4. Be consistent. One of the things that drives me crazy is when a manager or supervisor is up one day (being friendly, joking around, having fun), and then down the next (miserable, in a foul mood, griping at people). Being consistent in your demeanor will make it much easier on the people you lead, and make it much more enjoyable coming to work every day. Being consistent also applies to your policies and procedures that affect your customers and employees. Make it an enjoyable experience coming to work and to be around you.
  5. Take ownership, be accountable, keep your word. I’m not sure why this continues to be a problem with some companies in general, and some people in particular, but it certainly seems to be that way. If you say you are going to do something, than please do it. It is that much more imperative when you are living with your customers and co-workers because they are right there with you, but this should be a core value of every individual.
  6. Follow through. Much like #5 above, if there has been a problem or concern, it is important to follow through to make sure all objectives have been met. For example, onboard our ships, if there was an A/C problem, or the toilet didn’t flush, after the problem has been fixed, we make to give a follow up call to make sure the guest is completely satisfied. Send a little something extra their way to make up for the inconvenience.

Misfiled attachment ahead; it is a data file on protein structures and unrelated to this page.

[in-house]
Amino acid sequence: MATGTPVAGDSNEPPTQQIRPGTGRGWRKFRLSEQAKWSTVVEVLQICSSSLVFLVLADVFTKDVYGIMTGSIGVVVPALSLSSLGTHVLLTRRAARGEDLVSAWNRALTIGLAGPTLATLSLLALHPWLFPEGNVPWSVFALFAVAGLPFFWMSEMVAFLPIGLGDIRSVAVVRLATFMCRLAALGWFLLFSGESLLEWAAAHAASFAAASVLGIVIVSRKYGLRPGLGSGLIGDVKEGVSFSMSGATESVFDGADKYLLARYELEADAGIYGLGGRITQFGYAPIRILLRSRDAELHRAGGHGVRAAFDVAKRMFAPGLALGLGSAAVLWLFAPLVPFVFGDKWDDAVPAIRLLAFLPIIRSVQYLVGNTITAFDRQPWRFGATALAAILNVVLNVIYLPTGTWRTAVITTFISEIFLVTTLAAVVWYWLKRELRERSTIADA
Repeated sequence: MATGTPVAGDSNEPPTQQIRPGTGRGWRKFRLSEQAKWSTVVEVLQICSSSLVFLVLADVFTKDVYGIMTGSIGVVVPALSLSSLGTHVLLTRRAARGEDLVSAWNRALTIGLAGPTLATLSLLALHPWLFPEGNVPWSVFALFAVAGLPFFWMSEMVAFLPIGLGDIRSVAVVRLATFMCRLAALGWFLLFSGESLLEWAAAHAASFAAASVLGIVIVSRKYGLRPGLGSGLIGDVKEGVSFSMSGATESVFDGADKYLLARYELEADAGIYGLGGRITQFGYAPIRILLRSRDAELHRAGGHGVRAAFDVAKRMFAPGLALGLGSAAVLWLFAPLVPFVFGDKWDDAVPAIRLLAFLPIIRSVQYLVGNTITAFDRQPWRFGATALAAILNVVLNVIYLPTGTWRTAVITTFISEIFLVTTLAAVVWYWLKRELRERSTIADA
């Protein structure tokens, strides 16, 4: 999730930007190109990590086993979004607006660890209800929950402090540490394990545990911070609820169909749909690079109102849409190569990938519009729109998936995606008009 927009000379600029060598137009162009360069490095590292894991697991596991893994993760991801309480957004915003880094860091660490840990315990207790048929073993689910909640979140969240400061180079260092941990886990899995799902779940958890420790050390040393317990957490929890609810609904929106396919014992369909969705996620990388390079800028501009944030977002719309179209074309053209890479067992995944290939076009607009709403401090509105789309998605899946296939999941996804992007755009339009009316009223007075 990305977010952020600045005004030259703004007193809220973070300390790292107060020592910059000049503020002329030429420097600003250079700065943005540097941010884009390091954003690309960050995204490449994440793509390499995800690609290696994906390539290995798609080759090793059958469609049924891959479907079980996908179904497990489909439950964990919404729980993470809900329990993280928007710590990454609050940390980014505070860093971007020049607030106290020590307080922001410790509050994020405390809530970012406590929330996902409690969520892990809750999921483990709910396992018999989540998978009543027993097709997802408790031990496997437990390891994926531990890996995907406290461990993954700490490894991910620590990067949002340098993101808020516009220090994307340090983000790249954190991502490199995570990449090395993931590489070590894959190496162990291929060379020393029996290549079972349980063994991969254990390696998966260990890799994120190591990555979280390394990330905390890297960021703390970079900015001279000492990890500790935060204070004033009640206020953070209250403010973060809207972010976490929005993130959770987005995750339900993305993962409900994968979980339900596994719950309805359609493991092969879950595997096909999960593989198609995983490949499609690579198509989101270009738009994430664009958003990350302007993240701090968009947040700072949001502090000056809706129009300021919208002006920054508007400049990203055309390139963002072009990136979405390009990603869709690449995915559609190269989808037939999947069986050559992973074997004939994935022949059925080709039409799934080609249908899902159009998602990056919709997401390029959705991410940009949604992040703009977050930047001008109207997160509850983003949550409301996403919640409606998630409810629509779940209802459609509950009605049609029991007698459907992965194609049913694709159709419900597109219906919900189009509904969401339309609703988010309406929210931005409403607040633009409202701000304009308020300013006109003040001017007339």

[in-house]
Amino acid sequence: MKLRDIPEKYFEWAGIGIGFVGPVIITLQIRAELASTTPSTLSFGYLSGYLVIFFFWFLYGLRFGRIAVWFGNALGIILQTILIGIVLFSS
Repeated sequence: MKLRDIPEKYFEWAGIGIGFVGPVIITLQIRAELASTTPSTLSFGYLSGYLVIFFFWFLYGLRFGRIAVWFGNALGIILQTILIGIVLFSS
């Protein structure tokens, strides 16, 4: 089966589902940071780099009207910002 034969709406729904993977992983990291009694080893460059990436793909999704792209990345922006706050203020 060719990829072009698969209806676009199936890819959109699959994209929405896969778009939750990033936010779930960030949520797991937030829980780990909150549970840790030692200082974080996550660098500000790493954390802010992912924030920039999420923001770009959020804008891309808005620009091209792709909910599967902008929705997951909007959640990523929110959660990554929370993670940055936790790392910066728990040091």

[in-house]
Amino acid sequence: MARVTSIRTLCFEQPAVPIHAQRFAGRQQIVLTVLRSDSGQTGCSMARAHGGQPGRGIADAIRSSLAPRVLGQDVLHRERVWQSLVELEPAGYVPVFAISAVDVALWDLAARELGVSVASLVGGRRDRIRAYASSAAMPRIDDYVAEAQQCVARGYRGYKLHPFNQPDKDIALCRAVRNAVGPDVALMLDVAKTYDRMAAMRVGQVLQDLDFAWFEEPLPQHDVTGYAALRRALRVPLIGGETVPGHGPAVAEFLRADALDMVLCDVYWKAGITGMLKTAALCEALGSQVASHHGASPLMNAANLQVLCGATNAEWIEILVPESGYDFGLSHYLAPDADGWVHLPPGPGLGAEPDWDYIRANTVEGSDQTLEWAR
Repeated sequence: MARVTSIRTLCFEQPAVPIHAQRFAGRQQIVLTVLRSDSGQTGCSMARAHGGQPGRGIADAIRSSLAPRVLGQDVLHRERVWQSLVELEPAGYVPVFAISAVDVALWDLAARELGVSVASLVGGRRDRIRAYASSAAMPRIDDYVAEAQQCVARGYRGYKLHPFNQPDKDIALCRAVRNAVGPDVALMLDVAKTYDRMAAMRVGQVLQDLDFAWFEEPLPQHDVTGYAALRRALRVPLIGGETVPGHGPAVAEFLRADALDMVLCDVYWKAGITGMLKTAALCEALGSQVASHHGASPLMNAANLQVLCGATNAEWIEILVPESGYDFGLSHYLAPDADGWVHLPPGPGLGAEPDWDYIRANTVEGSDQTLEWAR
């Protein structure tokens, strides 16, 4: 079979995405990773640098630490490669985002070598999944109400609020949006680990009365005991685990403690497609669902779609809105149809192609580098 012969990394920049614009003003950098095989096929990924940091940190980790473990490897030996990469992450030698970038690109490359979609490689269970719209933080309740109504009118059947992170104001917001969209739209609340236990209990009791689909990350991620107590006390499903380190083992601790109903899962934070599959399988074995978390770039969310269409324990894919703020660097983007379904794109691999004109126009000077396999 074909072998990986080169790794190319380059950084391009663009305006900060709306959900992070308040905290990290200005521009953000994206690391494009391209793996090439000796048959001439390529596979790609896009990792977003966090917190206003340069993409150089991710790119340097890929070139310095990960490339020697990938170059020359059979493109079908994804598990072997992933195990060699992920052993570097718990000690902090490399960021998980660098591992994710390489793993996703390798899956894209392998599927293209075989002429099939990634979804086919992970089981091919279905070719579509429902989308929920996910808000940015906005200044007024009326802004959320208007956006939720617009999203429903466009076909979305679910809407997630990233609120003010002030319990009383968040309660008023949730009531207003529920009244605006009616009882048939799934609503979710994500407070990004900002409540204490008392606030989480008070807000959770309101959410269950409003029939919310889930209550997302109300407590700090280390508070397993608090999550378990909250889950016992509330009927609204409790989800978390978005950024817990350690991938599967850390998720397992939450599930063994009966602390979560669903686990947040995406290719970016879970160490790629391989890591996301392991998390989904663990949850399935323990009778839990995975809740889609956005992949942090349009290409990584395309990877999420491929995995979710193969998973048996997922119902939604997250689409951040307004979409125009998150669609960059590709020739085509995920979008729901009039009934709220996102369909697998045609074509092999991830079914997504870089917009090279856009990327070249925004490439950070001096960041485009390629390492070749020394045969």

7. Empower your employees. There is nothing more frustrating than having a problem with a product or service, explaining it to the customer service rep either in person or on the phone, and then being told they cannot help you and will have to pass you on to a supervisor or manager, when you again have to explain the problem. Arrrrgggghhhh. I understand you don’t want your employees giving away the business, but empowering them to take care of the most basic problems will go a long way to keeping your customers coming back. It is also a major benefit to your employees, as it will give them a sense of purpose and empowerment. Set limits for them, but give them the authority to make their life, your life, and your customer’s life that much better.
  8. Positive reinforcement and praise. You know the old adage: Praise in public, reprimand in private. There can never be enough positive praise, as long as it is sincere. Everyone, and I do mean everyone likes to be told they are doing a good job and that their contributions are noticed and appreciated. Don’t be stingy with your praise.
  9. Have a sense of humor. Life is much more enjoyable when you can laugh and have fun in your work environment. And please remember it is imperative that you are able to laugh at yourself. Once you are able to not take yourself so seriously, life for you, your employees and your customers is that much more enjoyable.

It is probable you will never have to live with your customers or your co-workers, but if you want repeat business and customer loyalty, following the suggestions above will be a great place to start. Business is all about building relationships, which is what we do onboard our ships. Make sure the relationships you build with your customers will keep them coming back and make them raving brand ambassadors.

This, of course, is a partial list. What other attributes can you suggest to add?

Paul Rutter is a customer loyalty, repeat business and customer service expert, a keynote speaker, corporate trainer and business author. He has had the unique opportunity to live with his customers and co-workers for months at a time traveling the world, and shares his experiences with land based businesses. For more information on More Than Perfect® Service, contact Paul at Paul@PaulRutterSpeaks.com, follow him on Twitter on @RealPaulRutter or visit him on Facebook/PaulRutterSpeaks.